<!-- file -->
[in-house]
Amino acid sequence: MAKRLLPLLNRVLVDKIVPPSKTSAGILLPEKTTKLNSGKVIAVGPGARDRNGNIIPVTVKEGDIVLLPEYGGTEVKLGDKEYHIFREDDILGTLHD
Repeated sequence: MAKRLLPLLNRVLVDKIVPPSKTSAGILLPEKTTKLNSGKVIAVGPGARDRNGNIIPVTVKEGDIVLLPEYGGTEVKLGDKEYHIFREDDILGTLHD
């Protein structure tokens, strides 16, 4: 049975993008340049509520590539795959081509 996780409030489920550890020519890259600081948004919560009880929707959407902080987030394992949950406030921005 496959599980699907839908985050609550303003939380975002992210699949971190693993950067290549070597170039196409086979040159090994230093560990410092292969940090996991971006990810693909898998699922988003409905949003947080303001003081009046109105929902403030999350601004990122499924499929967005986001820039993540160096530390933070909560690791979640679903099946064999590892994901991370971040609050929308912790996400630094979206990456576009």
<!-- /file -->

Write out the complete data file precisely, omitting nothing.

[in-house]
Amino acid sequence: MAKRLLPLLNRVLVDKIVPPSKTSAGILLPEKTTKLNSGKVIAVGPGARDRNGNIIPVTVKEGDIVLLPEYGGTEVKLGDKEYHIFREDDILGTLHD
Repeated sequence: MAKRLLPLLNRVLVDKIVPPSKTSAGILLPEKTTKLNSGKVIAVGPGARDRNGNIIPVTVKEGDIVLLPEYGGTEVKLGDKEYHIFREDDILGTLHD
């Protein structure tokens, strides 16, 4: 049975993008340049509520590539795959081509 996780409030489920550890020519890259600081948004919560009880929707959407902080987030394992949950406030921005 496959599980699907839908985050609550303003939380975002992210699949971190693993950067290549070597170039196409086979040159090994230093560990410092292969940090996991971006990810693909898998699922988003409905949003947080303001003081009046109105929902403030999350601004990122499924499929967005986001820039993540160096530390933070909560690791979640679903099946064999590892994901991370971040609050929308912790996400630094979206990456576009």